What happens in March besides the birds chirping us awake, dammit? Let’s just say that the health-conscious among us have some idea. In case you’re still drowning in comfort food, we’re luring you out of your shell to greet National Nutrition Month. It’s a 30+ year old campaign designed to focus on bettering food choices and developing improved eating and physical activity habits for Canadians. That’s us.
According to StatCan in 2014, 20.8% of Canadians over 18 were classified as obese, with poor eating choices acting as a major contributor. To help incorporate more nutrient-based items into Canadian diets, Victoria-based raw foods chef Heather Pace shares five lesser-known ingredients that pack flavour and function into everyday recipes.
5 Lesser-Known Foods To Incorporate Into Your Diet
WHY WE LOVE IT: With over 20 amino acids (including eight essential amino acids), this South American root, that’s also known as Peruvian ginseng, is great for libido, fertility, memory, focus, and energy. Known as an adaptogen, this root helps with the body’s response to stress.
HOW WE EAT IT: It can be purchased in powdered form and has a pleasant malty taste that can be used in desserts, smoothies and other drinks.
WHY WE LOVE IT: Most famously known for its anti-inflammatory properties and high iron content, this spice from the ginger family also helps balance blood sugar and loosen stiff joints.
HOW WE EAT IT: Turmeric is commonly used in curry powder and has a strong taste, but can be added to most soups, dips, salad dressings, tea, smoothies, and even desserts. It can be used fresh or in powdered form.
3. Avocado Oil
WHY WE LOVE IT: Dubbed “the healthiest new oil” for its lack of cholesterol, trans fats and high content of vitamin E, avocado oil comes from the fruit flesh, rather than the seed like most oils. Avocado oil assists the body in absorbing important nutrients and has been found to lower cholesterol and blood pressure.
HOW WE EAT IT: Because of its neutral flavour, avocado oil is a great option for salad dressings, dips, baking and cooking.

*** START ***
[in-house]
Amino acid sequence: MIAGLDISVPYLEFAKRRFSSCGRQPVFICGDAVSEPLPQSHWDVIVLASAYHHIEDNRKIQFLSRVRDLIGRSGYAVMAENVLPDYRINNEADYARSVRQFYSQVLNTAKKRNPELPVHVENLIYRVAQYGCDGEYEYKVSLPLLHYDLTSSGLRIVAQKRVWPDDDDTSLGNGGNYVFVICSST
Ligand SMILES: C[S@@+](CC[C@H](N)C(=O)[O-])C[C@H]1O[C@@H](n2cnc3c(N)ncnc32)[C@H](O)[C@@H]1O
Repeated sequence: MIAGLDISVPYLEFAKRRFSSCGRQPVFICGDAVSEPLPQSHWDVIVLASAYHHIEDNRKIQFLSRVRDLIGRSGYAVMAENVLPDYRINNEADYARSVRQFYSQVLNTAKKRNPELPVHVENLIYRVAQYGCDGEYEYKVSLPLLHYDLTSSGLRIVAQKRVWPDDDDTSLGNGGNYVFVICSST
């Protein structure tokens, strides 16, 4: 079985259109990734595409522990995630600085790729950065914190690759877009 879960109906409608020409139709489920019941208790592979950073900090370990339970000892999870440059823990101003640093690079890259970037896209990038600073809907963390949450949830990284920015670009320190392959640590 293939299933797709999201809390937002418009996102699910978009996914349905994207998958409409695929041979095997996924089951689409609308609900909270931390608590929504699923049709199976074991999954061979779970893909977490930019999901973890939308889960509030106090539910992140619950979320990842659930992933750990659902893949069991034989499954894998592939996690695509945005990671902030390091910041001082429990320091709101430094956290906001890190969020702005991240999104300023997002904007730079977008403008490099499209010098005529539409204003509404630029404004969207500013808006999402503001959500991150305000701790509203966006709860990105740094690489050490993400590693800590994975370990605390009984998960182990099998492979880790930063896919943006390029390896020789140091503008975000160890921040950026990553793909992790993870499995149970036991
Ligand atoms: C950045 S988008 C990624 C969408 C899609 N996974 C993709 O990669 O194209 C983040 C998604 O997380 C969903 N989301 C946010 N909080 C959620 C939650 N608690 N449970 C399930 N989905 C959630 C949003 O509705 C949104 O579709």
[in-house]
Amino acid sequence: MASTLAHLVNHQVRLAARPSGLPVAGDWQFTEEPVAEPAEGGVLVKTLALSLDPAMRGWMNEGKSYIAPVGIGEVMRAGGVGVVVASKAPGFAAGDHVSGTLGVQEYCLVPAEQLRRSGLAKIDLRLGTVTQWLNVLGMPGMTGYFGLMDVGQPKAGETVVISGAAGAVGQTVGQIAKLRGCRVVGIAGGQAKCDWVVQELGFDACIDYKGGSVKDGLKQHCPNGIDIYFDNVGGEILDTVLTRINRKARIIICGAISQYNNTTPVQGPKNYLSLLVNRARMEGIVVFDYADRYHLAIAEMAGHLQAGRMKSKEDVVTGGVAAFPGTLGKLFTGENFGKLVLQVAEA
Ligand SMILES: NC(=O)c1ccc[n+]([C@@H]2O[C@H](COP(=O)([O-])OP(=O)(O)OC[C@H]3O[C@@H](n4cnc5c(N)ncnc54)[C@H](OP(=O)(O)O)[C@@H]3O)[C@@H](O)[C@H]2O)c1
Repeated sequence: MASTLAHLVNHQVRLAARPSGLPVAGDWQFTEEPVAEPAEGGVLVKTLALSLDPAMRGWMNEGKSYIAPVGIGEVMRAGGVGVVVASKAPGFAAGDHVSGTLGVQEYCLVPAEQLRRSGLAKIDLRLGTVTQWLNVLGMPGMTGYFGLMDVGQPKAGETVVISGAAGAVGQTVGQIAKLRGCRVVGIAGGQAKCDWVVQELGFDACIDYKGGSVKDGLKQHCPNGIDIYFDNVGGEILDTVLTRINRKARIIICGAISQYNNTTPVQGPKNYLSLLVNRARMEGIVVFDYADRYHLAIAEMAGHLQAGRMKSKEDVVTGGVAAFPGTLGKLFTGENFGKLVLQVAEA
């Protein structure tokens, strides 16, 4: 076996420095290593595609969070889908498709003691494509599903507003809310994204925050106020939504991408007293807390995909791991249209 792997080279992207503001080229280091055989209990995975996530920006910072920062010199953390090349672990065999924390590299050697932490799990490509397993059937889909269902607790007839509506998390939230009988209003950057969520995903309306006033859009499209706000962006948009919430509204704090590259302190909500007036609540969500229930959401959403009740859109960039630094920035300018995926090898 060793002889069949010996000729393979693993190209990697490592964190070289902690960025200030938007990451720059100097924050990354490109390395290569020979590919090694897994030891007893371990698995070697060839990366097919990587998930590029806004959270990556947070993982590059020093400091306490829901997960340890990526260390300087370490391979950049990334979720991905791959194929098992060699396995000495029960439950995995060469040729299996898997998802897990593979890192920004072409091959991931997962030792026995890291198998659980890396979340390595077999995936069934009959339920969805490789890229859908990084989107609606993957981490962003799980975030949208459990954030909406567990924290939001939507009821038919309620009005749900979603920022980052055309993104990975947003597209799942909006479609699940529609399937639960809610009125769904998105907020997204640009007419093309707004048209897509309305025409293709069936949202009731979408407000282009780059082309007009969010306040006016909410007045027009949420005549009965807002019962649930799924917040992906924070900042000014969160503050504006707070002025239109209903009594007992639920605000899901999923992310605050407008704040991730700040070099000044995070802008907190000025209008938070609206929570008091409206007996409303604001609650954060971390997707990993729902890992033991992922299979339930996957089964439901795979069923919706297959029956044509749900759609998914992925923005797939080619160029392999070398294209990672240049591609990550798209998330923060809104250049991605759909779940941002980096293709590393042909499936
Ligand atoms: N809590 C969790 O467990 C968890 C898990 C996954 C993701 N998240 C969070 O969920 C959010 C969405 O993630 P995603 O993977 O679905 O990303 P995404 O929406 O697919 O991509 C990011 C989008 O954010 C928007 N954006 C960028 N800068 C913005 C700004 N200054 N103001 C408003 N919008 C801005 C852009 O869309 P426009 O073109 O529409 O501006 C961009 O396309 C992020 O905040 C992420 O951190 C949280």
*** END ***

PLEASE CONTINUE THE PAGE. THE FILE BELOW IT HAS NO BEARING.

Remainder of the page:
HOW WE EAT IT: A source for natural energy, chaga can be made into a tea that has vanilla and maple properties to it. Chaga can also be added to smoothies or used in desserts like cheesecakes, puddings and pies.
5. Hibiscus Tea
WHY WE LOVE IT: High in vitamin C and iron, hibiscus is a tropical flower with a tangy, cranberry-like flavour. Also high in antioxidants and an abundance of minerals, hibiscus helps to boost immunity, decrease inflammation, and works as a natural diuretic.
HOW WE EAT IT: In its dried form, the flower can be used in a variety of smoothies and desserts like this lemon hibiscus raspberry cheesecake!
Now let’s get REALLY NUTRITIOUS…
Raw Chocolate Superfood Shake
WHAT YOU NEED
- 1/2 cup chilled chaga tea
- 3-4 tablespoons cashews
- 1 small frozen chopped banana
- 1 1/2 – 2 tablespoons cacao powder
- 1 tablespoon maca powder
- 1 tablespoon lucuma powder
- 1 tablespoon coconut sugar or yacon syrup
- 1 teaspoon mesquite
- 1 teaspoon chia seed
- 1/4 teaspoon ashwaganda root powder
- 1/4 teaspoon vanilla bean powder
- 4-6 large ice cubes
- 1-2 teaspoons cacao nibs, optional
WHAT YOU DO
1. Blend the chilled chaga tea and cashews until smooth, creating a milk.
2. Add remaining ingredients (starting with 4-5 ice cubes) except cacao nibs and blend until smooth, using the tamper of the vita mix to push down. The mixture is thick. Taste.
3. Add more ice if you like, or a few drops stevia if you want it sweeter. Depends how much cacao powder you add.
4. Add cacao nibs and blend for a few seconds to break them down.
5. Drink immediately!
Heather Pace owns a raw vegan dessert company in Victoria, British Columbia called Sweetly Raw Desserts. She teaches raw food classes and yoga, and is the author of the cookbook Sweetly Raw Desserts.